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Hanover Central graduates praised as leaders
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HANOVER CENTRAL

Hanover Central graduates praised as leaders

CEDAR LAKE — Hanover Central High School graduating senior Bailee Clift adorned her mortarboard with this message: “Last minute … like everything else I do.”

“I just procrastinated a lot and I still managed to graduate,” said the future Valparaiso University nursing student.

Clift graduated with a class of 183 students, one of the largest graduating classes in Hanover Township School Corp. history.

Coming off a year of COVID-19, valedictorian Kathryn Jackowski reminded classmates, “No one said it was easy, but no one said it would be this hard.”

Jackowski is headed for the U.S. Naval Academy at Annapolis. “I’ve always been interested in the service,” she said, “and when I met the kind of people there, I fell in love with the place.”

Salutatorian Kayle Drewno will study chemical engineering at Purdue University West Lafayette. “It’s kinda scary, going off on my own,” she said, “but also exciting, because I’ll be learning what I like.”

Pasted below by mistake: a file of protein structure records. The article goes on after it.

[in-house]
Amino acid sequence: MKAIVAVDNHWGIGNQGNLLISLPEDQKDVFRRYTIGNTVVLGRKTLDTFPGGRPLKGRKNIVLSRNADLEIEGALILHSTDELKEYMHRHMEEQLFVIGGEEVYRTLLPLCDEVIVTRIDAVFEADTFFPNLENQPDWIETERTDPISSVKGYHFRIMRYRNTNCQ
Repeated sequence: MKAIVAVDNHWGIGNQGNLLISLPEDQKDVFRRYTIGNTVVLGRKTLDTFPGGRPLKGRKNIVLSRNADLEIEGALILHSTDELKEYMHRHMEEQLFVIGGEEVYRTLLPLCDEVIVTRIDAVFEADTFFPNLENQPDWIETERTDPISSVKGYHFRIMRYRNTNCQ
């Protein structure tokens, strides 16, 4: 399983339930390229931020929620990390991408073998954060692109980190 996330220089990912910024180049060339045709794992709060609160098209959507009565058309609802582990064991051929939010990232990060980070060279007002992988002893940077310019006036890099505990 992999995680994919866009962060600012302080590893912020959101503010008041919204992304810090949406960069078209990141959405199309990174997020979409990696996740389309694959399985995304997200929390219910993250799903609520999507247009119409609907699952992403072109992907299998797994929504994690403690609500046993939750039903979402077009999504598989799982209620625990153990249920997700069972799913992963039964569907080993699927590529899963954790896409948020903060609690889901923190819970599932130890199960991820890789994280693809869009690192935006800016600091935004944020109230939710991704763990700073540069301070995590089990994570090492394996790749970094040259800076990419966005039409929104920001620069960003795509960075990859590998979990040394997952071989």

In her commencement address, Drewno challenged classmates to “apply all the things you have learned. Never stop learning.”

Hanover Central Principal Tami Kepshire praised graduates as leaders, encouraging them to “never stop trying new things, never stop challenging yourself, and never stop having fun.”

Superintendent Dr. Mary Tracy-MacAulay wants to post in her office a photo of this graduating class for its determination and perseverance. “You make us better,” she said.

Commencement included the listing of colleges, universities, apprenticeships, military service branches, and workplaces of graduates. Jacob Schulman plans to study mechanical engineering at Purdue and play in the symphonic band as a tenor sax.

Schulman called graduation “a step into the future, a huge change and movement in my life. This is the end of the first part of my life’s chapter, and I’m ready to experience all the world holds for me. I can’t wait to go to college and pursue my passion.”

Undecided as to a major, Hope Huyser will pursue general studies at Purdue Northwest. Having studied online all year, Huyser reunited with classmates. “It’s nice to see them all for the last time,” she said.

While some students wore symbols of academic achievement, Naomie Avila wore a stole honoring her American and Mexican heritage and her parents, “who did so much for me to be here. I made it here by hard work, dedication, and my family cheering me on.”

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